Martin Sorrell Steps Down as CEO of WPP Amid Misconduct Allegations

Ad King Martin Sorrell Leaves Company He Founded

Sir Martin Sorrell stepped down suddenly as CEO of the world’s largest ad agency WPP over the weekend. Sorrell founded the billion dollar ad agency and had been its Chief Executive for 33 years. Roberto Quarta, Chairman of WPP, will become Executive Chairman until a new CEO is appointed.

Sorrell’s resignation comes shortly after the launch of an investigation into allegations of misuse of company assets. Even though WPP ended the investigation after no evidence of material wrongdoing was found, Sorrell issued a statement saying that it was in the best interest of the company’s clients, shareholders, and stakeholders to resign.

In a press release issued by WPP, Sorrell stated,

“Obviously I am sad to leave WPP after 33 years. It has been a passion, focus and source of energy for so long. However, I believe it is in the best interests of the business if I step down now. I leave the Company in very good hands, as the Board knows. Mark and Andrew and the management team at all levels have the knowledge and abilities to take WPP to even greater heights and capitalise on the geographic and functional opportunities. I will particularly miss the daily interactions with everyone across the world and want to thank them and their families for all they have done, and will do, for WPP.”

According to the New York Times, Sorrell had called the investigation, “a current disruption that’s putting unnecessary pressure on the company.”

The ad giant stated that Sir Martin Sorrell’s exit will be treated as a retirement, per the company’s Director Compensation Policy. The company has not provided any further information into what investigative findings led to Sorrell’s resignation.

Sorrell’s Shaky Legacy

Sorrell’s WPP story began with an improbable business gamble. In 1985, the unreserved dignitary invested in part of a British shopping basket company called Wire and Plastic Products. This unlikely bet turned into prosperity for Sorrell. He managed to turn the basket manufacturer into a formidable global advertising giant and cemented himself as an advertising superstar.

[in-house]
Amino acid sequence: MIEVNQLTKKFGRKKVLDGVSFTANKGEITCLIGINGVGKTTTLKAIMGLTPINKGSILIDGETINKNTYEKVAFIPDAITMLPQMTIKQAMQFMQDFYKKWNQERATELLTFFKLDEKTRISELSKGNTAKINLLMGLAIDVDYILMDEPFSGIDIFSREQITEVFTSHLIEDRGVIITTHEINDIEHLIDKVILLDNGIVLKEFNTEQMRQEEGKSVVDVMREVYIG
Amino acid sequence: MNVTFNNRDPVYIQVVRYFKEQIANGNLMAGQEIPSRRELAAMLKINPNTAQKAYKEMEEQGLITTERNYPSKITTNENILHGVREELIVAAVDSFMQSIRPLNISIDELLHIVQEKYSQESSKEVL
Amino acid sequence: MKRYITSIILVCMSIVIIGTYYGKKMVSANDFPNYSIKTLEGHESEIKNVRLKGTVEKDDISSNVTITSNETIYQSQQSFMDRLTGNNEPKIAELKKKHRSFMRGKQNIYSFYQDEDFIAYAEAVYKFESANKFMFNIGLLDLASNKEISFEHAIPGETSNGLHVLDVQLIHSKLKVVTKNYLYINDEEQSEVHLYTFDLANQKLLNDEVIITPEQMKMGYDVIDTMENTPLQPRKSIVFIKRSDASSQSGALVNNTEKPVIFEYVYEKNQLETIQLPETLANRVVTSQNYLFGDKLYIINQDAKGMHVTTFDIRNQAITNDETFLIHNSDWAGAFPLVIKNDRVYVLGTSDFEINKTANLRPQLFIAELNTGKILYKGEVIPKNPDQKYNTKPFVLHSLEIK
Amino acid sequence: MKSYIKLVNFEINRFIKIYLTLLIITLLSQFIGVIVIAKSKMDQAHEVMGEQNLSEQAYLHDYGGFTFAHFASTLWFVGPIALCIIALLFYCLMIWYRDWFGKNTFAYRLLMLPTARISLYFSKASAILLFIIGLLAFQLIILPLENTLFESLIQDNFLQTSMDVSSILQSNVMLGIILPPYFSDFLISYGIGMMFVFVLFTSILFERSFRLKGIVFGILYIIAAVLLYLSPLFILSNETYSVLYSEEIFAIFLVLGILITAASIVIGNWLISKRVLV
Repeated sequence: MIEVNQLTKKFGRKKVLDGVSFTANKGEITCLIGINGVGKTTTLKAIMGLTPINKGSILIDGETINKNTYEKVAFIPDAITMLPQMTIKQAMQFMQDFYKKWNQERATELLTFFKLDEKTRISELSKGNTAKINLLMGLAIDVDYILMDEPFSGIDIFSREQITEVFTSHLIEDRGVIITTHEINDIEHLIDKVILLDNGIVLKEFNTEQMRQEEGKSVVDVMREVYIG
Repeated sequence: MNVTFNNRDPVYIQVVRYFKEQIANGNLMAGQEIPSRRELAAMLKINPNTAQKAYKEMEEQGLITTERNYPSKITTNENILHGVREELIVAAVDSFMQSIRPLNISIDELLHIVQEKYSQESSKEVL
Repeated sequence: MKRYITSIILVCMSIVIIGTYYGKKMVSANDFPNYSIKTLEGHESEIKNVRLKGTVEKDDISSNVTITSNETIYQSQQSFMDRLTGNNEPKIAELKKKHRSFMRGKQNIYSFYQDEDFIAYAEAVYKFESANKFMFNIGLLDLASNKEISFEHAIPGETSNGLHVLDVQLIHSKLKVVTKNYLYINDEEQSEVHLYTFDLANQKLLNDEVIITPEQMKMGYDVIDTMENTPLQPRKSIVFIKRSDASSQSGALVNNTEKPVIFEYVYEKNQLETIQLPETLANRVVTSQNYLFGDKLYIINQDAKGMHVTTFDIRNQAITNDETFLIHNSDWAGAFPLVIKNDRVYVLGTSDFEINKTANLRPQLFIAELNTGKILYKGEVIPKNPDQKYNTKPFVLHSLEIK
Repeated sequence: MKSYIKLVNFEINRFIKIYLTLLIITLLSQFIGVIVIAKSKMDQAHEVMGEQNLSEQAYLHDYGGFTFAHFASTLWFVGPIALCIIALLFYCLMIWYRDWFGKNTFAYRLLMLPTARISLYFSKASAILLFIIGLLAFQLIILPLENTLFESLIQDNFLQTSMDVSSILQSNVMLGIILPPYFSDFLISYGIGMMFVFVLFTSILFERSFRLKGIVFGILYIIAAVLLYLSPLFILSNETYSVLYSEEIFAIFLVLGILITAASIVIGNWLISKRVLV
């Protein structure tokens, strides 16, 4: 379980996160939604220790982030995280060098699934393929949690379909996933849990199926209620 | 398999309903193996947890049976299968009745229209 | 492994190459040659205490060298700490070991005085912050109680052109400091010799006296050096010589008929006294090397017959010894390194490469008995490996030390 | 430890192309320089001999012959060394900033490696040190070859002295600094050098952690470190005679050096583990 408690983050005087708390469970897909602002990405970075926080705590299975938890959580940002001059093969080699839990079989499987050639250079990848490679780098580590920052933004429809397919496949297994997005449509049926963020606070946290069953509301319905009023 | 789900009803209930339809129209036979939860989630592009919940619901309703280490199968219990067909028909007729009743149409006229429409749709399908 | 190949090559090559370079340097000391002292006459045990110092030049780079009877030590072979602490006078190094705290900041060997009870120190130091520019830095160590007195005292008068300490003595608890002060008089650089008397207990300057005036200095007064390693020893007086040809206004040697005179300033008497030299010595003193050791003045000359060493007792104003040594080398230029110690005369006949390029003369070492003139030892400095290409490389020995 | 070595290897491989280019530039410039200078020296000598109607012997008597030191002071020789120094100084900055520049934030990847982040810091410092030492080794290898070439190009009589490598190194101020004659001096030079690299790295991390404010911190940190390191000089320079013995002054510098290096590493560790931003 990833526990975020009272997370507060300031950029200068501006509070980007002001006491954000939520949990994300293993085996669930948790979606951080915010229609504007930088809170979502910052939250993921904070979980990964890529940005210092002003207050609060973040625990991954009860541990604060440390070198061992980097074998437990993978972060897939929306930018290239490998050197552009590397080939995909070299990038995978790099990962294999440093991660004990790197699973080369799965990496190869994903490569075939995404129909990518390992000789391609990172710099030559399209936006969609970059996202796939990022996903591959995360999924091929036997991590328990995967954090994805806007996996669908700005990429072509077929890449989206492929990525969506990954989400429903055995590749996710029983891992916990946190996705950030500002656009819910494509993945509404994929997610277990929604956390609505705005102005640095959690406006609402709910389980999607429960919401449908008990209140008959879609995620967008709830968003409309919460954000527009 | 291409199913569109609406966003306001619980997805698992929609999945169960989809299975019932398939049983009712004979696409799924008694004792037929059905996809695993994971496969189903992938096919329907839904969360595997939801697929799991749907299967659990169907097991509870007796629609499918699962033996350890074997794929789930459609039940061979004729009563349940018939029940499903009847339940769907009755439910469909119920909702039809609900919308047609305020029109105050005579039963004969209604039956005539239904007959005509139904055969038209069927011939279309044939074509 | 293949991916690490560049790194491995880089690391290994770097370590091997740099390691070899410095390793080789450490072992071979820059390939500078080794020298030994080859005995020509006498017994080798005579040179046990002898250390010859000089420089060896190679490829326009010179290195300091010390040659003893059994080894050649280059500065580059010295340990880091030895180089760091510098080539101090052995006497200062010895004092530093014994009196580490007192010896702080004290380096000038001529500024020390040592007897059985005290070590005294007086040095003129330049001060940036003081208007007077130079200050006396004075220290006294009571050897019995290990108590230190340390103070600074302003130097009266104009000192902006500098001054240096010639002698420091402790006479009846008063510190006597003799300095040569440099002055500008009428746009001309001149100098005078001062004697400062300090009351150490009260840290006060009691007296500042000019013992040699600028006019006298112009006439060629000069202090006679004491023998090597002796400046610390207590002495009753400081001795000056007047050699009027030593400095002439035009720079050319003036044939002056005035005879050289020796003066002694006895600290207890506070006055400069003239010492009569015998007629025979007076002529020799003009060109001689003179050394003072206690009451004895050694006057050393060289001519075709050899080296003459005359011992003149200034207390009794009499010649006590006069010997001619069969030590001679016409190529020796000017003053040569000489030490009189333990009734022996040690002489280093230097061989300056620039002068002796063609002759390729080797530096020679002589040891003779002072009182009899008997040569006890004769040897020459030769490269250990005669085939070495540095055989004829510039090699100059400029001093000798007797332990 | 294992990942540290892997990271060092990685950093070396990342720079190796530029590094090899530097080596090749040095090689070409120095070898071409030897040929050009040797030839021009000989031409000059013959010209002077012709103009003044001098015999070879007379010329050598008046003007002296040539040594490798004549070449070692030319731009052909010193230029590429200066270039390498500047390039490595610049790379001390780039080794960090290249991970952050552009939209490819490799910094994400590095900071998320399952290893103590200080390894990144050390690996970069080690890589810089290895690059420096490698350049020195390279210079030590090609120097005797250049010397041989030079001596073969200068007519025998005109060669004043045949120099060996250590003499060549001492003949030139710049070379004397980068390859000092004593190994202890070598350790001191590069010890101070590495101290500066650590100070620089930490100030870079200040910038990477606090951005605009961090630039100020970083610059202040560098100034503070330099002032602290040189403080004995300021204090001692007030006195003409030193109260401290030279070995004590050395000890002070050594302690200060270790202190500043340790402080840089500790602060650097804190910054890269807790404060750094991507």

This investment and subsequent takeover led to the creation of WPP, now worth about $31 billion. Sorrell’s meteoric rise to the top of the ad food chain hasn’t been without criticism. His lavish pay packages have been scrutinized for years and in 2006, WPP was caught in the middle of two major court cases involving corruption allegations associated with an Italian subsidiary and a contract dispute with the US magazine OK!

Despite these criticisms, Sorrell had continued to be a rockstar in the ad world and maintained his status as a notable figure in various advertising social circuits. In 2001, he was knighted by Queen Elizabeth in the 2000 New Year Honours and in 2007, he was award the Harvard Business School’s Alumni Achievement Award.

According to the New York Times, WPP has paid Mr. Sorrell £210 million since 2012, making him the highest paid chief executive listed on the FTSE. Despite his successes, Sorrell’s role as a top industry thought leader and his reputation as an iron-fisted ad boss will certainly be viewed through a different lens in the wake of these allegations. 

Future of WPP

Sorrell’s departure from WPP will undoubtedly shake up the structure of the company and will have a major impact on the ad world as a whole. According to The Guardian, Sorrell’s resignation resulted in a 7% slide in the group’s share price on Monday and over the weekend, it was reported that WPP could be broken up into several, smaller entities.

According to CampaignLive, Accenture could be a credible buyer for WPP if it decides to break up. Accenture has been on an acquisition spree as of late. If they do become a buyer for WPP, the management consulting company will become even more formidable than they already are.

The chances of a breakup are still relatively unlikely, but the possibility of one represents the struggles traditional ad holding groups have encountered in their quest to stay relevant.

WPP has not given any details into why Sorrell was being investigated and what their findings suggested but the ad boss’ resignation is suggestive of stormy behind the scenes going-ons.

Do you think WPP will recover from the loss of Sorrell or will the ad giant be broken up? Continue the conversation in the comments.

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